MINNEAPOLIS (AP) — The Minnesota Vikings have given up on trying to host larger crowds and will no longer seek permission to sell tickets to fans for their remaining home games. The Vikings said in a statement Wednesday that players, coaches and staff miss the energy and passion that fans bring on game day. But the team says Minnesota’s rising infection and hospitalization rates mean they’re giving up on trying to increase crowds beyond the 250-person limit right now of family and friends of players and staff. The Minnesota Department of Health on Wednesday reported a record 56 new deaths from COVID-19, a more than 55% jump from the state’s previous record of 36 deaths, reported on Friday.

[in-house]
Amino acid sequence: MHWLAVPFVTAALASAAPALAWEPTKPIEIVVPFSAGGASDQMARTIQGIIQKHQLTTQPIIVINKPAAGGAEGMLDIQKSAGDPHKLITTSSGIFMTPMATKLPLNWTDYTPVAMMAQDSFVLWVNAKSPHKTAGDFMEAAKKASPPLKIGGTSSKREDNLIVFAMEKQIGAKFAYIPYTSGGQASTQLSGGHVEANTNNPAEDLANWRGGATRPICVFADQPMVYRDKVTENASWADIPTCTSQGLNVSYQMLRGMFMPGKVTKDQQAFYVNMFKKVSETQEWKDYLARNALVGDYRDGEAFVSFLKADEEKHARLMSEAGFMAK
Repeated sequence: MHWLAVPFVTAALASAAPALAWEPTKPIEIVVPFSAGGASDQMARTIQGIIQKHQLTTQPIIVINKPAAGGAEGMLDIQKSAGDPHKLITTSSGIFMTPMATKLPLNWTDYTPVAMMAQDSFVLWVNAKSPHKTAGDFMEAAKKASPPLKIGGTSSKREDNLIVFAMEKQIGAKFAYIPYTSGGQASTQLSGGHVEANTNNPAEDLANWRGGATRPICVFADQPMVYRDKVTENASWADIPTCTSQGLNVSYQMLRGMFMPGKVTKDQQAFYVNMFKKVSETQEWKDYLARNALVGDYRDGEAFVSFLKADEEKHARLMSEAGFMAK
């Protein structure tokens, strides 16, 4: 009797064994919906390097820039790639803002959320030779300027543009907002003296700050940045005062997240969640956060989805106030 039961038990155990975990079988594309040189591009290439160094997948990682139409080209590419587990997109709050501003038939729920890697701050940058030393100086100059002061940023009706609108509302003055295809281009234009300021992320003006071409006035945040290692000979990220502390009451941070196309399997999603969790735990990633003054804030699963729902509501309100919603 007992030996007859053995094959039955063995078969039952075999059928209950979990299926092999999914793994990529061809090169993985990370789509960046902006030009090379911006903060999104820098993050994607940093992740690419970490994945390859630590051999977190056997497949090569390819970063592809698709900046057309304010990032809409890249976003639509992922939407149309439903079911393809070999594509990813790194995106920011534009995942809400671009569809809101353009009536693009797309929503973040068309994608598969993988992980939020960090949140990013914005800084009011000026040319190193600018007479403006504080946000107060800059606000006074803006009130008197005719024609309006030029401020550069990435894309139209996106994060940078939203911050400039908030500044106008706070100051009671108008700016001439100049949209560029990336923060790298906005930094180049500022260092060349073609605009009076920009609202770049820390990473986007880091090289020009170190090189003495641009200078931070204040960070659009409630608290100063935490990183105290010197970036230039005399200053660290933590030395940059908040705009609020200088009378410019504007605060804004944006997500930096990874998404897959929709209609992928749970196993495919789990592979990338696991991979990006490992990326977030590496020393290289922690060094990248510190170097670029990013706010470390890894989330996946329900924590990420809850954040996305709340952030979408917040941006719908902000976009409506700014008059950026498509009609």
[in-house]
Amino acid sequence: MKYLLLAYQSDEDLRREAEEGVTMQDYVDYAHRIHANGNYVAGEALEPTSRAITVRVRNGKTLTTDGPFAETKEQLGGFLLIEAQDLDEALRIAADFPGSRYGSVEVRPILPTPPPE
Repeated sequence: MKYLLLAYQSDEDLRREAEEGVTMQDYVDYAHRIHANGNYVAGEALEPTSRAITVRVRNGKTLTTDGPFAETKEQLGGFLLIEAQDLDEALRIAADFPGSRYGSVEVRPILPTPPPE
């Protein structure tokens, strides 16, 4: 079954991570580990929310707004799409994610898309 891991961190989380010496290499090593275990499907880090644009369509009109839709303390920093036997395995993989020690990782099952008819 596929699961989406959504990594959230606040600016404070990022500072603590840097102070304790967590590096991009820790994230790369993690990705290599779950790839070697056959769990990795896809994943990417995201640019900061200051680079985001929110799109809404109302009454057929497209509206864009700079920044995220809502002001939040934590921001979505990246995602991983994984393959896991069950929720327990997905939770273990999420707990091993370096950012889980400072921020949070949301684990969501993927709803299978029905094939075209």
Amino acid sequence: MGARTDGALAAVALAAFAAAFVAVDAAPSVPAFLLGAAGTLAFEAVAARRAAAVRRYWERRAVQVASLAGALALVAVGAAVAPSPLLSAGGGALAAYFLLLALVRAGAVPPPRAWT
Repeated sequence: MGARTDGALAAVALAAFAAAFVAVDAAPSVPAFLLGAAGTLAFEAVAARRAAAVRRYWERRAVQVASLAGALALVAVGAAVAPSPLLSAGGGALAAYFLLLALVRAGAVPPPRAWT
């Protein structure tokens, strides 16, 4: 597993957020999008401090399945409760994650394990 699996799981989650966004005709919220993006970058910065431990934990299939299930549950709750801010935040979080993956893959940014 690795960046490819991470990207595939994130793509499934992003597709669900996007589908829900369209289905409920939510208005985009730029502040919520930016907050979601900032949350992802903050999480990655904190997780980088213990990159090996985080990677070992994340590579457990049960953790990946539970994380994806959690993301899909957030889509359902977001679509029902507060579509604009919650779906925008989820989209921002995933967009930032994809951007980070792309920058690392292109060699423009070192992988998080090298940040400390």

Eagan, Minn. (November 11, 2020) – After much consideration and discussion with U.S. Bank Stadium partners, the State of Minnesota and the City of Minneapolis, we will no longer pursue hosting more than 250 fans for the remaining 2020 Vikings regular season home games.
While we have worked hard to develop a safe and responsible plan to bring back a limited number of fans, our decisions have been based on medical guidance with public health as the top priority. We take seriously Minnesota’s rising COVID infection rates and increasing hospitalizations and believe closing the final four home games to fans is the right decision to help protect our community.
Players, coaches and staff have missed the energy and passion Vikings fans bring on game day and appreciate the unwavering remote support as we enter the second half of the 2020 season. We look forward to welcoming fans back next season and recreating the special environment we all enjoy at U.S. Bank Stadium. To be in a position to do that, we strongly encourage everyone in Minnesota to take the necessary precautions to minimize the spread of this virus by wearing face coverings, practicing proper social distancing and limiting social gatherings.